In the aftermath of explosive civil wars in Africa during the 1990s and 2000s, the establishment of multi-party elections has often been heralded by the West as signaling the culmination of the conflict and the beginning of a period of democratic rule. However, the outcomes of these elections are very rarely uniform, with just as many countries returning to conflict as not. In Civil War and Democracy in West Africa, David Harris uses the examples of Sierra Leone and Liberia to examine the nexus of international and domestic politics in these post-conflict elections. Although in essence a domestic procedure to select a new political leadership, outside forces also hold considerable influence - as has been evidenced by the arrest and trial in The Hague of former Liberian President Charles Taylor. While the political capacity of parties, sometimes transformed from former military rebel groups, varies considerably and has huge repercussions on the elections, the shift to a more liberal international discourse has also had its effects, particularly in the criminalisation of former combatants and the often arbitrary application of post-conflict 'justice'. It is both the national and the international factors that combine to shape the candidates, results and outcomes of the polls. Beginning with a sensitive and thought-provoking analysis of the road to civil conflict, Harris locates the post-conflict elections within the context of the region's various political leaders, parties and factions, coming to the conclusion that it is political, rather than legal, solutions that are more likely to lead to a more effective reconciliation and to enhance any positive political change. This book is thus of significance to both Western and African policy makers, and also to students and scholars who wish to engage with the critical issues of conflict resolution and reconciliation both in Sierra Leone and Liberia in particular and in the wider region in general.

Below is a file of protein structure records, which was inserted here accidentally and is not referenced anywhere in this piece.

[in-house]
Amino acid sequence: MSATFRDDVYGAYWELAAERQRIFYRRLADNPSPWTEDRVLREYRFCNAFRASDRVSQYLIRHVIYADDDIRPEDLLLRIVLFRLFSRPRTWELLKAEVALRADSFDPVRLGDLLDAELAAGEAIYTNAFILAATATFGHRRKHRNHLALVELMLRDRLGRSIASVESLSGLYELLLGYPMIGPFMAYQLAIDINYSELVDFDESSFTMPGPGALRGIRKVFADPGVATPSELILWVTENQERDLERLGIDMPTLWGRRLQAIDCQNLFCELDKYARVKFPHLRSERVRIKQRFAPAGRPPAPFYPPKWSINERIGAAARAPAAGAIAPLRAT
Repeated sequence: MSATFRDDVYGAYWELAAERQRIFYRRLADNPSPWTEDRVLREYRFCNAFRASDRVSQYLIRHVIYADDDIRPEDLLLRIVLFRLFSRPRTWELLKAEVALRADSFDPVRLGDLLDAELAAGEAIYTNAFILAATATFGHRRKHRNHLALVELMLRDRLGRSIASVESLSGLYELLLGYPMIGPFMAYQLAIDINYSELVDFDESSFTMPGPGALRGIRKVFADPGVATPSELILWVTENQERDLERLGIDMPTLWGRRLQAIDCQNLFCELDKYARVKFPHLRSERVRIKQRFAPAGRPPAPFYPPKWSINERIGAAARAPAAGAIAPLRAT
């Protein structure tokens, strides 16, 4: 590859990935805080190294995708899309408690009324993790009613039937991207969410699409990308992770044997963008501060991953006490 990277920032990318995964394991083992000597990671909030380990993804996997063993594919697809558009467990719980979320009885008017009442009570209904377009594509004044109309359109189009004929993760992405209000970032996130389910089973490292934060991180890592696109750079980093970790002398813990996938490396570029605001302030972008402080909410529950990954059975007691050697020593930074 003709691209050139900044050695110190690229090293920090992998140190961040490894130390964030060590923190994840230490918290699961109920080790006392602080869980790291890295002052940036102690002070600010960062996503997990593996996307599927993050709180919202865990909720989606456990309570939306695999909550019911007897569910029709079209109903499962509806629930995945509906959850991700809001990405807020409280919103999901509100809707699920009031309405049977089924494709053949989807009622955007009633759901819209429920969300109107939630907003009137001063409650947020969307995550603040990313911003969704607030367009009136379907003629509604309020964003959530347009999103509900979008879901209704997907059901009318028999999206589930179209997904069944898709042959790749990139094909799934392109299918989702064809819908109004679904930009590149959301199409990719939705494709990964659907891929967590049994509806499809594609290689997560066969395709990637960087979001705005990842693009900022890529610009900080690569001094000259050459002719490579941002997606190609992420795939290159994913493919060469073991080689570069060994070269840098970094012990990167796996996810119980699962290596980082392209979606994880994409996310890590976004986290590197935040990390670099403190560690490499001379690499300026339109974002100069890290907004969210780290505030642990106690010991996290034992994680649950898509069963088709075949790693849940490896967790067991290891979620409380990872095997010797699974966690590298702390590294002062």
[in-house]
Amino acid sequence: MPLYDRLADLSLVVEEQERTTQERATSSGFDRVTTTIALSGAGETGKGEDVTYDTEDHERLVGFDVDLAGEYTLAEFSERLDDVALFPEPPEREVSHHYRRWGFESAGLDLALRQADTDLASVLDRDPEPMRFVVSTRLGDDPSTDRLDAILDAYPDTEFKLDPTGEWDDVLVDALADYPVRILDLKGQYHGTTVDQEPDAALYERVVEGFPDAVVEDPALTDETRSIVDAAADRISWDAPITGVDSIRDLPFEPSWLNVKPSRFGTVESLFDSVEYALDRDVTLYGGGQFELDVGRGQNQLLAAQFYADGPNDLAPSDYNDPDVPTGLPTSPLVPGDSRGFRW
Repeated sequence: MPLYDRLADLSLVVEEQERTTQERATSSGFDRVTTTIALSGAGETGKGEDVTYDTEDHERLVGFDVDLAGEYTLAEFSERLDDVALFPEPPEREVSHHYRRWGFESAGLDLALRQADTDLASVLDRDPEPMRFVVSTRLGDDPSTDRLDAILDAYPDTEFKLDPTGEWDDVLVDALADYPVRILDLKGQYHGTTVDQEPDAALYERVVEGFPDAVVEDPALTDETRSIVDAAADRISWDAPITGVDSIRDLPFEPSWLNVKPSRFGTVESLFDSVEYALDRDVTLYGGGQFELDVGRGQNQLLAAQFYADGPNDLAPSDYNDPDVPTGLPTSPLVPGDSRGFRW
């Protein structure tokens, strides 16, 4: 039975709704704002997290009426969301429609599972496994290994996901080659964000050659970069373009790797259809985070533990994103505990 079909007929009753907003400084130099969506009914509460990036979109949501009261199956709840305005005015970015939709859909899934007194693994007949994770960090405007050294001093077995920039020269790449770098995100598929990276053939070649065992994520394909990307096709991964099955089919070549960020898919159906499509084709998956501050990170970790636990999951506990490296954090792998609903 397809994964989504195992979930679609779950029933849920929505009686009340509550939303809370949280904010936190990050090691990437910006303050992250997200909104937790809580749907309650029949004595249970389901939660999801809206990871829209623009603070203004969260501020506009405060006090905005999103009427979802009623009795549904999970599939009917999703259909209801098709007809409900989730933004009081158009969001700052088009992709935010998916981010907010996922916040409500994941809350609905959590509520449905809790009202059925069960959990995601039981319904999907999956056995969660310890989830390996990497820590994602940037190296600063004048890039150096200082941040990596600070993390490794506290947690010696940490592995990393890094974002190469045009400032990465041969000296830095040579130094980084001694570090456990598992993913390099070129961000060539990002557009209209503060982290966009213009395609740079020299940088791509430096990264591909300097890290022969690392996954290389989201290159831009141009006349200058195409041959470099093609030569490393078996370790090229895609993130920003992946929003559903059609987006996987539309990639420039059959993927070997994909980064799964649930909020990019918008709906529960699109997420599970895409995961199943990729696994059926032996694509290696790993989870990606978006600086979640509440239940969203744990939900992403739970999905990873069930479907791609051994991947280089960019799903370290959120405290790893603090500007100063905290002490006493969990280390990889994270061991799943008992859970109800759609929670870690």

Civil War and Democracy in West Africa
Conflict Resolution, Elections and Justice in Sierra Leone and Liberia